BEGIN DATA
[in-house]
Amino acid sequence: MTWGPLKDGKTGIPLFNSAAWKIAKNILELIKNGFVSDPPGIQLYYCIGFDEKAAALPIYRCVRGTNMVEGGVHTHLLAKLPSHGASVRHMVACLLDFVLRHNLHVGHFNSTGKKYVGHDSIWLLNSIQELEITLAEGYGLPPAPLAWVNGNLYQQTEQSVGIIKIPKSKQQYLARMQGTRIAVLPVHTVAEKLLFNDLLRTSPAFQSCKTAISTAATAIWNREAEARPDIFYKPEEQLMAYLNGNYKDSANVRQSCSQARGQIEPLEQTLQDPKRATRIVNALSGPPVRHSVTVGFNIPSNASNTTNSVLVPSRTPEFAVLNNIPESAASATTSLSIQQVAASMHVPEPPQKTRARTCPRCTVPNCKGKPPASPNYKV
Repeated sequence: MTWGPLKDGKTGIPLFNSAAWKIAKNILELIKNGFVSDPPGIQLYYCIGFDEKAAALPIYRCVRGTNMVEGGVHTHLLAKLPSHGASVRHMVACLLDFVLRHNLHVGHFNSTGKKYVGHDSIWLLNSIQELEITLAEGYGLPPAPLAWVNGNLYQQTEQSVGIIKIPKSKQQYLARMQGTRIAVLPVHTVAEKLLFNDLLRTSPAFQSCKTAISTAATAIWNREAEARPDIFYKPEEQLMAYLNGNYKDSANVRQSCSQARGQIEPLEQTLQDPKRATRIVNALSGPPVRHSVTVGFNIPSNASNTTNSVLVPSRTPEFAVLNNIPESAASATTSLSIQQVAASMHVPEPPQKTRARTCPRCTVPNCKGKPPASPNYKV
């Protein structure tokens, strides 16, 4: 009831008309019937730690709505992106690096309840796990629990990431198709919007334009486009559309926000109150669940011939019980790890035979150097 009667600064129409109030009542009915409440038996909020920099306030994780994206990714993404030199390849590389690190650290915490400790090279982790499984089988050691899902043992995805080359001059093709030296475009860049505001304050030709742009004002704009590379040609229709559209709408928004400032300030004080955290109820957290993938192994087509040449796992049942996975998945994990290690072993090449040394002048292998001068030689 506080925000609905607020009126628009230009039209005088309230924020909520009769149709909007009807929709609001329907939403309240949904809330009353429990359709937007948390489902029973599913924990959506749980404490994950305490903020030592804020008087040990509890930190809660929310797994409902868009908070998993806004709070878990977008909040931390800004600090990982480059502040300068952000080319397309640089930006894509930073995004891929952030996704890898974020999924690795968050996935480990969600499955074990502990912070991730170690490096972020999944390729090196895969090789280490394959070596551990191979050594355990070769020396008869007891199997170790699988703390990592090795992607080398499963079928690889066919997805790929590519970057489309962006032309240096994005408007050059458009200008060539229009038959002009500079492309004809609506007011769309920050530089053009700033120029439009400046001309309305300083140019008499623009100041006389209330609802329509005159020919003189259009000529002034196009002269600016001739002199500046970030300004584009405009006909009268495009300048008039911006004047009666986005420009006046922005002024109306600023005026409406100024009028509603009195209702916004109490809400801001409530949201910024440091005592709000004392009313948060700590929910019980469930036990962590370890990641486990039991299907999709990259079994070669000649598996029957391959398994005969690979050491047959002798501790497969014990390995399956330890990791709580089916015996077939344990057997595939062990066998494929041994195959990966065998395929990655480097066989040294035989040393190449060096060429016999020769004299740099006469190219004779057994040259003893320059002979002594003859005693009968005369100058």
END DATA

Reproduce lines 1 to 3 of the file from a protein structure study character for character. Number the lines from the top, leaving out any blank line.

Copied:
[in-house]
Amino acid sequence: MTWGPLKDGKTGIPLFNSAAWKIAKNILELIKNGFVSDPPGIQLYYCIGFDEKAAALPIYRCVRGTNMVEGGVHTHLLAKLPSHGASVRHMVACLLDFVLRHNLHVGHFNSTGKKYVGHDSIWLLNSIQELEITLAEGYGLPPAPLAWVNGNLYQQTEQSVGIIKIPKSKQQYLARMQGTRIAVLPVHTVAEKLLFNDLLRTSPAFQSCKTAISTAATAIWNREAEARPDIFYKPEEQLMAYLNGNYKDSANVRQSCSQARGQIEPLEQTLQDPKRATRIVNALSGPPVRHSVTVGFNIPSNASNTTNSVLVPSRTPEFAVLNNIPESAASATTSLSIQQVAASMHVPEPPQKTRARTCPRCTVPNCKGKPPASPNYKV
Repeated sequence: MTWGPLKDGKTGIPLFNSAAWKIAKNILELIKNGFVSDPPGIQLYYCIGFDEKAAALPIYRCVRGTNMVEGGVHTHLLAKLPSHGASVRHMVACLLDFVLRHNLHVGHFNSTGKKYVGHDSIWLLNSIQELEITLAEGYGLPPAPLAWVNGNLYQQTEQSVGIIKIPKSKQQYLARMQGTRIAVLPVHTVAEKLLFNDLLRTSPAFQSCKTAISTAATAIWNREAEARPDIFYKPEEQLMAYLNGNYKDSANVRQSCSQARGQIEPLEQTLQDPKRATRIVNALSGPPVRHSVTVGFNIPSNASNTTNSVLVPSRTPEFAVLNNIPESAASATTSLSIQQVAASMHVPEPPQKTRARTCPRCTVPNCKGKPPASPNYKV